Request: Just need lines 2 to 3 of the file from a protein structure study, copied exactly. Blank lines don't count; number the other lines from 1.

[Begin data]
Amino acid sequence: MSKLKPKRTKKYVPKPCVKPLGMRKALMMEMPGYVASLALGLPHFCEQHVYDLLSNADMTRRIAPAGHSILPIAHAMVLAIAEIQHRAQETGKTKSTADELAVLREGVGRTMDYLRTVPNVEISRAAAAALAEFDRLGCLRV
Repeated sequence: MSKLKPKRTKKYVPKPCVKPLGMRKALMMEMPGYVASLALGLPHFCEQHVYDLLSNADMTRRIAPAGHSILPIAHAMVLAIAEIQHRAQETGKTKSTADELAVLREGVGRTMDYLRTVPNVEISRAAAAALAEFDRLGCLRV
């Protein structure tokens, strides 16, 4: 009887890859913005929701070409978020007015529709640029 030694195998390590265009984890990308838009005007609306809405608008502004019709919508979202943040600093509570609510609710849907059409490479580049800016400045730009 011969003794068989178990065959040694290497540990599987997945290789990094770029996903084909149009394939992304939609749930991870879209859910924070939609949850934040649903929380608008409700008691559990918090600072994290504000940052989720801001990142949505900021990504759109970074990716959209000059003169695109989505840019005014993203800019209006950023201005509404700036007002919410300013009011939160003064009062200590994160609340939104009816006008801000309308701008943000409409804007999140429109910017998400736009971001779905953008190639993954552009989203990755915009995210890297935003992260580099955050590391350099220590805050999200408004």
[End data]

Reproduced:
Repeated sequence: MSKLKPKRTKKYVPKPCVKPLGMRKALMMEMPGYVASLALGLPHFCEQHVYDLLSNADMTRRIAPAGHSILPIAHAMVLAIAEIQHRAQETGKTKSTADELAVLREGVGRTMDYLRTVPNVEISRAAAAALAEFDRLGCLRV
């Protein structure tokens, strides 16, 4: 009887890859913005929701070409978020007015529709640029 030694195998390590265009984890990308838009005007609306809405608008502004019709919508979202943040600093509570609510609710849907059409490479580049800016400045730009 011969003794068989178990065959040694290497540990599987997945290789990094770029996903084909149009394939992304939609749930991870879209859910924070939609949850934040649903929380608008409700008691559990918090600072994290504000940052989720801001990142949505900021990504759109970074990716959209000059003169695109989505840019005014993203800019209006950023201005509404700036007002919410300013009011939160003064009062200590994160609340939104009816006008801000309308701008943000409409804007999140429109910017998400736009971001779905953008190639993954552009989203990755915009995210890297935003992260580099955050590391350099220590805050999200408004």